by Jen Logan | Nov 22, 2018 | Life, Parenting
About a month ago my daughter and I were out driving, running errands and shopping. She saw a homeless man on the side of the road. As we drove by she said “I wish we could help that man” and I told her we could. I didn’t have a single dollar in my purse at the time we were driving by but I did have a credit card and the need to teach my daughter that being part of the world means taking care of each other. I told her how people could help, by giving money or helping find a place to sleep. We talked about how we could help and decided that making packages of things that people might need living on the street may be a good place to start. We went home and I looked up online what other people were putting in these care packages that are known as blessing bags. Half of the food items included were already in our cupboards so I made a list of the other items we would need and headed to Target. I bought four of everything so we could have four bags in the car to hand out. I printed out some free resource phone numbers to include in each bag with numbers to national hotlines for runaways, victims of domestic abuse, drug addiction treatment centers, and veterans assistance and my daughter wrote a note to put in each of the bags. We formed a little assembly line and packed the bags pretty quickly but they were only about half full so I started grabbing granola bars and trail mixes from our cupboards. We were able to fill the bags to the top but I was probably going to have to make another run to Costco to restock our cabinets. No problem, I love that place almost as much as I love Target.
We filled four bags which now sit in my backseat along with the clothes and sheets I am passing on to friends with kids who are a little younger than my daughter. Someone looking in my car would think I lived in there with all the blankets and bags and pencils. I have a car full of love in so many ways.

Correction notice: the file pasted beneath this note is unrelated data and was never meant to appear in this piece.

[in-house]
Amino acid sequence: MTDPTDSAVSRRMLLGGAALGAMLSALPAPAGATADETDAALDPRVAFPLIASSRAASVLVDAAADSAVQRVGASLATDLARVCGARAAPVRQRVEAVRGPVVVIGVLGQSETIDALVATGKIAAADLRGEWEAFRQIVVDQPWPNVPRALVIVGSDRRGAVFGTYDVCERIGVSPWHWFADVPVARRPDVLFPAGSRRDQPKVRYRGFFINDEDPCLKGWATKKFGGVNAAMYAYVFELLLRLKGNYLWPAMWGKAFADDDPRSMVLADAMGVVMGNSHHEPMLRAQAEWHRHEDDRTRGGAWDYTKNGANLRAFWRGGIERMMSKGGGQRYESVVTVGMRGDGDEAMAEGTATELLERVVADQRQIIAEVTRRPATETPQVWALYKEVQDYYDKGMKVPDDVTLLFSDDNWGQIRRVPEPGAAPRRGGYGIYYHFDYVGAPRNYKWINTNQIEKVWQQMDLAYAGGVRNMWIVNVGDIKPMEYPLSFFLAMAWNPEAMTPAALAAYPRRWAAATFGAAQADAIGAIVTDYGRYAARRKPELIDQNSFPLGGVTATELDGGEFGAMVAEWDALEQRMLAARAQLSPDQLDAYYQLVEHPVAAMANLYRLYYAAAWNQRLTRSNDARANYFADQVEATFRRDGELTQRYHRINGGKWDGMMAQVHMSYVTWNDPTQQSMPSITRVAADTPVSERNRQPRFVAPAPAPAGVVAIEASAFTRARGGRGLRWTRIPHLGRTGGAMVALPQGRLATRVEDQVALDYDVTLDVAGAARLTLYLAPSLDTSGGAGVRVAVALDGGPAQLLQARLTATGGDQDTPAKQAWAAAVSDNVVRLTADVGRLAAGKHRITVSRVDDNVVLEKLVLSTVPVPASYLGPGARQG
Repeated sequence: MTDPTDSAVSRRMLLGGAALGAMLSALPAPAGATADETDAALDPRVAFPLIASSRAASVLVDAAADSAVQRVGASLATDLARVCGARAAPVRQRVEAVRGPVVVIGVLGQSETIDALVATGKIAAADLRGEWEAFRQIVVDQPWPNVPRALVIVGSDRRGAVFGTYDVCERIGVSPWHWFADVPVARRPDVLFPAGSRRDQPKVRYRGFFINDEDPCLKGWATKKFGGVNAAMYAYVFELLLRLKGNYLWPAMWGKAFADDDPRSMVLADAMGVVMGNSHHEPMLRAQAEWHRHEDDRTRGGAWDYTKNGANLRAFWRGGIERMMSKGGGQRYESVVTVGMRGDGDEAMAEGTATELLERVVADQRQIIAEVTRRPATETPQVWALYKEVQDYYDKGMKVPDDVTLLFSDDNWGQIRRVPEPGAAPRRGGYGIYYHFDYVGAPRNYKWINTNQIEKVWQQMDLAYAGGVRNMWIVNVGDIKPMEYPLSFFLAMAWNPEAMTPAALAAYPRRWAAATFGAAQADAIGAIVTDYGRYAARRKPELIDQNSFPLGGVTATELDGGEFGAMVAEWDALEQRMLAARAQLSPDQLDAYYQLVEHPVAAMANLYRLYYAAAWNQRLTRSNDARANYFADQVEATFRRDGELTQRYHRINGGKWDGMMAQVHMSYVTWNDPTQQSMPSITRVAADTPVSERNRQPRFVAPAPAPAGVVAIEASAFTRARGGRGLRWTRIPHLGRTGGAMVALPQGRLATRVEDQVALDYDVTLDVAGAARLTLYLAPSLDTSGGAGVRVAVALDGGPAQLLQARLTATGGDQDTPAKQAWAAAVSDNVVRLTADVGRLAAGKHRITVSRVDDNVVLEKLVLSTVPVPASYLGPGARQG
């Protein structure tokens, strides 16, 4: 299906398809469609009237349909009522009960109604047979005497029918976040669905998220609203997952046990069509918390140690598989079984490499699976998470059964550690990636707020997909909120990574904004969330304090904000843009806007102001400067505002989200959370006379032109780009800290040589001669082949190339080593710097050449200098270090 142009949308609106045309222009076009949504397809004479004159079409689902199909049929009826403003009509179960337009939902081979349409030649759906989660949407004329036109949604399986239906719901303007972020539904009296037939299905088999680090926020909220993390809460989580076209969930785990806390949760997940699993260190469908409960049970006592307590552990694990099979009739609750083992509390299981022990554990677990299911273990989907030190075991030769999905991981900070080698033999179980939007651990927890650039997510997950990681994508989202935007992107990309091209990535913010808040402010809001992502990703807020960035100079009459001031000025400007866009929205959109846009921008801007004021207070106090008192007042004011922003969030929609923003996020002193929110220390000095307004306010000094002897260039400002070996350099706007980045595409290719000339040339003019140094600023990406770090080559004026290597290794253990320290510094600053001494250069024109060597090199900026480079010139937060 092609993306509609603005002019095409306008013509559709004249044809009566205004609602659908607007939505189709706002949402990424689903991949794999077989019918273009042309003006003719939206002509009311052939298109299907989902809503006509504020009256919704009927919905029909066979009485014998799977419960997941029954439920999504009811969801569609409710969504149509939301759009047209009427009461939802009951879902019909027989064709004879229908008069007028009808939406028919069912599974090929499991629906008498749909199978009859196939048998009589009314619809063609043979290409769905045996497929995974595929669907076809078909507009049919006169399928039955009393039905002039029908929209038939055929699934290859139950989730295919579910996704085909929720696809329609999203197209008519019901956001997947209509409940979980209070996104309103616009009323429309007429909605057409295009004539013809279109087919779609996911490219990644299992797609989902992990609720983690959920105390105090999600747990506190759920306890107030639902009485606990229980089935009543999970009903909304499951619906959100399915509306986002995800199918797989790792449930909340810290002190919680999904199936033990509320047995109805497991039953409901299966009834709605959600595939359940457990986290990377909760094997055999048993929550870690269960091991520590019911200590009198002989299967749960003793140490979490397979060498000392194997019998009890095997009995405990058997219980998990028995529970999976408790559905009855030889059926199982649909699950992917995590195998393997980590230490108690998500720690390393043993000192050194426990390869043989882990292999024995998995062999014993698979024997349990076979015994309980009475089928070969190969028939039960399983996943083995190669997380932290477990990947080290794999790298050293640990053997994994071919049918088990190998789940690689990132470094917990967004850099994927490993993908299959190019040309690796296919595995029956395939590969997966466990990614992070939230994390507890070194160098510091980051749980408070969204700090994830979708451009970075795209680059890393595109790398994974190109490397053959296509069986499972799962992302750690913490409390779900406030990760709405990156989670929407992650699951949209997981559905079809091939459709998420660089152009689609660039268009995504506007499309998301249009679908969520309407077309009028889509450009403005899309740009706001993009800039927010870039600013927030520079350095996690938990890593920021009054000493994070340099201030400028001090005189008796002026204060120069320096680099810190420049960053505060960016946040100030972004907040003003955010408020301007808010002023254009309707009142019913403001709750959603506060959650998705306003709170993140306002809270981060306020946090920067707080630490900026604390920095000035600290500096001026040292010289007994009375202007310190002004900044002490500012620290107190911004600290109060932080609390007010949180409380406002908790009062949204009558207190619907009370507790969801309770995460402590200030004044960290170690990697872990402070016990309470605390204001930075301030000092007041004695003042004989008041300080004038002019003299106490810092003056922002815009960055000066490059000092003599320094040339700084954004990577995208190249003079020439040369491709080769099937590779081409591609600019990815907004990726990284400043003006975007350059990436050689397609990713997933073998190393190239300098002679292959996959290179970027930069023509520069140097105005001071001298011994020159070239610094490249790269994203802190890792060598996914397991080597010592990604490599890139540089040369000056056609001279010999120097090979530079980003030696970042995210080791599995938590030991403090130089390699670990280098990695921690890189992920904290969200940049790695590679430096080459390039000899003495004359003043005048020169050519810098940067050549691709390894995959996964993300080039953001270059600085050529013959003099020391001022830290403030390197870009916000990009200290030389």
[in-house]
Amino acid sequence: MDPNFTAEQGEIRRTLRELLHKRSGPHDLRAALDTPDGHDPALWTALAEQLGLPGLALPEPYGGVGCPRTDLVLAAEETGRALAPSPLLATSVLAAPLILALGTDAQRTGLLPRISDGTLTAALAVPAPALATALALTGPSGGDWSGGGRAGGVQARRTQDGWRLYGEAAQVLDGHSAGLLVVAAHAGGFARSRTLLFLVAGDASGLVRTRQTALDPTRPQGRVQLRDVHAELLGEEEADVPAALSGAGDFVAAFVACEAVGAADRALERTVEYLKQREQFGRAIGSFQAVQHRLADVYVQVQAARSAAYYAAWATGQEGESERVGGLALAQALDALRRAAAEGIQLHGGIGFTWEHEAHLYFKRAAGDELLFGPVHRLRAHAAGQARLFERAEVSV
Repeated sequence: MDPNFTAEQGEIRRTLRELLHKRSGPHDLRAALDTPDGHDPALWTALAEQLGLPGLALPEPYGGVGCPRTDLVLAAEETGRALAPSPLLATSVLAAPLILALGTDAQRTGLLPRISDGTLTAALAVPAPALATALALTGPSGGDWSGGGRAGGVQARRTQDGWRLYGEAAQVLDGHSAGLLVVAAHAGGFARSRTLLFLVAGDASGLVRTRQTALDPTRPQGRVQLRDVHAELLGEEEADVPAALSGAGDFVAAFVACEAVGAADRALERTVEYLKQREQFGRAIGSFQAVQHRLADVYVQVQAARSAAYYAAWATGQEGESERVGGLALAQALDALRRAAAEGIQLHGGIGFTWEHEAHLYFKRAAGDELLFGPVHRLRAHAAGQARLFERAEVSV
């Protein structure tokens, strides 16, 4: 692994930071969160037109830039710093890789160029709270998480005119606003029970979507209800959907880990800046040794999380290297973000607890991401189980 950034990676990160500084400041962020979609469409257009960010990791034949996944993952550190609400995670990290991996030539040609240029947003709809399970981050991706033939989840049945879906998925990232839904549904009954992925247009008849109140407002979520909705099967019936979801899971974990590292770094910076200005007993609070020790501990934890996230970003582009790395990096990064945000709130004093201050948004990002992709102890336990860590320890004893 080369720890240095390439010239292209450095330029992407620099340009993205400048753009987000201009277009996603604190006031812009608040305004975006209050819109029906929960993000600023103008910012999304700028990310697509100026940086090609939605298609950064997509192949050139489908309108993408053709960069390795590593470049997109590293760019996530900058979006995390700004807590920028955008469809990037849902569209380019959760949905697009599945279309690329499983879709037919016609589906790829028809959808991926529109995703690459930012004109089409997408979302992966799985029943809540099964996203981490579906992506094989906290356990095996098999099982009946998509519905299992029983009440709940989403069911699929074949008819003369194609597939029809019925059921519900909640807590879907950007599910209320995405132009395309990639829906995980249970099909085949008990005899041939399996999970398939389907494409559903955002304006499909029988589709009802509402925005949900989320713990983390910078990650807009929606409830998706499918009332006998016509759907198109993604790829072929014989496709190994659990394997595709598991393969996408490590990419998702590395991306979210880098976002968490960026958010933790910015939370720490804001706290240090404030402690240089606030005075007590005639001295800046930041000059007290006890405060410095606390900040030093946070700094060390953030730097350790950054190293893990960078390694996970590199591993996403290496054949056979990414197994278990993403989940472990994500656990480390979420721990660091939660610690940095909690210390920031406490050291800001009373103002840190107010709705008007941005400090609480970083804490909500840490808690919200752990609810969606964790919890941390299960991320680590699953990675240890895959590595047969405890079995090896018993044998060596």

My daughter was able to hand out a bag yesterday. We passed by the man who we see frequently on our way to Costco. The light was green and there wasn’t a chance to stop so I drove down and turned around so we could come back to him. Luckily we were able to come to a stop with little traffic behind us and my husband handed him the bag. The man thanked us and ran back to where he had his backpack sitting by the road and we went along to run our errands.
As we were pulling in to Costco my friend called to tell me she was driving right behind me. She had misplaced her membership card and asked if she could walk in with us. I was so happy to see her and get a hug.that I almost got out of the car while I was still behind the wheel. Now I understand why the parking lot is always chaotic. People like me are parking their cars badly and running off to see their friends. This is a friend who I see pretty regularly and will not be able to see for a few weeks with our busy schedules, holidays and vacations. I wasn’t expecting to see her until the first week of December, but our little detour to do a good deed put us right in front of her a few weeks earlier.
I love when things like that happen.It’s like the universe smiling down and saying thanks for taking care of each other, now here is a little something to make your day better.
by Jen Logan | Nov 19, 2018 | Life, Parenting